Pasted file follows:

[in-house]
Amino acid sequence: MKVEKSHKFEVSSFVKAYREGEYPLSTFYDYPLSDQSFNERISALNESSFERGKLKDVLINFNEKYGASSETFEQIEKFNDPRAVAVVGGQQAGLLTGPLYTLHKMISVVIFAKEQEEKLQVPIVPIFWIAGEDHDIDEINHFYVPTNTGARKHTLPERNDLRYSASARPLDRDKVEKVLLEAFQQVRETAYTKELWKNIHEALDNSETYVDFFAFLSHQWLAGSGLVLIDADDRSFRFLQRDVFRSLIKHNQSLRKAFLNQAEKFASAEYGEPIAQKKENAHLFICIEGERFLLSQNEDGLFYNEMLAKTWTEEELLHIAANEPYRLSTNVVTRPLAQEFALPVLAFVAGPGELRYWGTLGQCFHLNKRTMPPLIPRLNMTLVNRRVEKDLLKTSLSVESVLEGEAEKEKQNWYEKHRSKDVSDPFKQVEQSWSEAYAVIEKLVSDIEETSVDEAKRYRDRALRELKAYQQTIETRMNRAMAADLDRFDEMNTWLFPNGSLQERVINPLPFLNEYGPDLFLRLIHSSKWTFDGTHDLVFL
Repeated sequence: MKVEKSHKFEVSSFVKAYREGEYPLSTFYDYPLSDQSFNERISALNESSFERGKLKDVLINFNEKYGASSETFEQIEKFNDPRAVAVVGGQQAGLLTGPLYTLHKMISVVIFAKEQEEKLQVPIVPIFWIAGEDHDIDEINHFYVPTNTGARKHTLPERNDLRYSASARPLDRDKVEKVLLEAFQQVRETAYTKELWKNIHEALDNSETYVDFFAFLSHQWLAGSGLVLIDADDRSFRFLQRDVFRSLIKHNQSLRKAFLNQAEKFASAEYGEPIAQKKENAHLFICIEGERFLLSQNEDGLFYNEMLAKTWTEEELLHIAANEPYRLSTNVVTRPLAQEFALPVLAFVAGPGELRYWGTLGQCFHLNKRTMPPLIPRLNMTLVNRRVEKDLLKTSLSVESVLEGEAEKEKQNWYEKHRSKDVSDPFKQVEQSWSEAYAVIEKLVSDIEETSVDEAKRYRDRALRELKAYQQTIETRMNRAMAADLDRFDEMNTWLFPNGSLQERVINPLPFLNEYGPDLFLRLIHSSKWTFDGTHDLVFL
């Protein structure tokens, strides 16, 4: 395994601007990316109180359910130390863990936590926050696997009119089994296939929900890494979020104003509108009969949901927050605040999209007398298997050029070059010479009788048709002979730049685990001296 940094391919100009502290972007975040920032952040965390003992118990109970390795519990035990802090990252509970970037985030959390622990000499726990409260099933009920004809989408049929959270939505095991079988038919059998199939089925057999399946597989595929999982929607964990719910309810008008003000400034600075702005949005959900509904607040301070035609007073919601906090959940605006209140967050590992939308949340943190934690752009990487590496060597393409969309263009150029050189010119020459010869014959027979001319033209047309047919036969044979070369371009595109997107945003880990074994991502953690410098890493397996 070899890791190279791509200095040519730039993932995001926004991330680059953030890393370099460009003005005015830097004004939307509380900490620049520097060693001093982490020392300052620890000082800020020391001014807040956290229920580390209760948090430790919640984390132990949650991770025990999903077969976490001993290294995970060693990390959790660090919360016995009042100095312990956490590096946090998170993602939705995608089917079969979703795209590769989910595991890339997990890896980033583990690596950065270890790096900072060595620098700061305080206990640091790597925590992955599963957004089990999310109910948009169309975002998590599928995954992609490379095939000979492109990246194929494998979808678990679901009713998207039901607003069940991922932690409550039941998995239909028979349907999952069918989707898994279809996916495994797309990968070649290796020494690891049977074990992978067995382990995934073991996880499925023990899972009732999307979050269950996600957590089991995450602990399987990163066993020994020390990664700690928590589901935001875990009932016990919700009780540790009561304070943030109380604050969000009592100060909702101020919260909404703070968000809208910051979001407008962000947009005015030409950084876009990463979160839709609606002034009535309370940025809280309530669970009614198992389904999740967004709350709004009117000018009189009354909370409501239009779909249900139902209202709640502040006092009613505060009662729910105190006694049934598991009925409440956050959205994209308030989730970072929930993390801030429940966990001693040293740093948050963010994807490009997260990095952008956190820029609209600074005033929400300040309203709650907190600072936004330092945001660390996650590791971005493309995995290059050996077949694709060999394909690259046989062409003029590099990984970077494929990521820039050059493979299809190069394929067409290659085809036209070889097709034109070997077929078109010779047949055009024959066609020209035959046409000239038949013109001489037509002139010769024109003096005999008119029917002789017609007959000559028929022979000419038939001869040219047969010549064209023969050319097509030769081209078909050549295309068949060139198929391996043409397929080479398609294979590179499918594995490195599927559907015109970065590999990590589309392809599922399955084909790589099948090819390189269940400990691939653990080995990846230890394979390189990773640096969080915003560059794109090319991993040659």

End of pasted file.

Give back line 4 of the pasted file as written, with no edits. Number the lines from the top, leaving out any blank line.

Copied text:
């Protein structure tokens, strides 16, 4: 395994601007990316109180359910130390863990936590926050696997009119089994296939929900890494979020104003509108009969949901927050605040999209007398298997050029070059010479009788048709002979730049685990001296 940094391919100009502290972007975040920032952040965390003992118990109970390795519990035990802090990252509970970037985030959390622990000499726990409260099933009920004809989408049929959270939505095991079988038919059998199939089925057999399946597989595929999982929607964990719910309810008008003000400034600075702005949005959900509904607040301070035609007073919601906090959940605006209140967050590992939308949340943190934690752009990487590496060597393409969309263009150029050189010119020459010869014959027979001319033209047309047919036969044979070369371009595109997107945003880990074994991502953690410098890493397996 070899890791190279791509200095040519730039993932995001926004991330680059953030890393370099460009003005005015830097004004939307509380900490620049520097060693001093982490020392300052620890000082800020020391001014807040956290229920580390209760948090430790919640984390132990949650991770025990999903077969976490001993290294995970060693990390959790660090919360016995009042100095312990956490590096946090998170993602939705995608089917079969979703795209590769989910595991890339997990890896980033583990690596950065270890790096900072060595620098700061305080206990640091790597925590992955599963957004089990999310109910948009169309975002998590599928995954992609490379095939000979492109990246194929494998979808678990679901009713998207039901607003069940991922932690409550039941998995239909028979349907999952069918989707898994279809996916495994797309990968070649290796020494690891049977074990992978067995382990995934073991996880499925023990899972009732999307979050269950996600957590089991995450602990399987990163066993020994020390990664700690928590589901935001875990009932016990919700009780540790009561304070943030109380604050969000009592100060909702101020919260909404703070968000809208910051979001407008962000947009005015030409950084876009990463979160839709609606002034009535309370940025809280309530669970009614198992389904999740967004709350709004009117000018009189009354909370409501239009779909249900139902209202709640502040006092009613505060009662729910105190006694049934598991009925409440956050959205994209308030989730970072929930993390801030429940966990001693040293740093948050963010994807490009997260990095952008956190820029609209600074005033929400300040309203709650907190600072936004330092945001660390996650590791971005493309995995290059050996077949694709060999394909690259046989062409003029590099990984970077494929990521820039050059493979299809190069394929067409290659085809036209070889097709034109070997077929078109010779047949055009024959066609020209035959046409000239038949013109001489037509002139010769024109003096005999008119029917002789017609007959000559028929022979000419038939001869040219047969010549064209023969050319097509030769081209078909050549295309068949060139198929391996043409397929080479398609294979590179499918594995490195599927559907015109970065590999990590589309392809599922399955084909790589099948090819390189269940400990691939653990080995990846230890394979390189990773640096969080915003560059794109090319991993040659």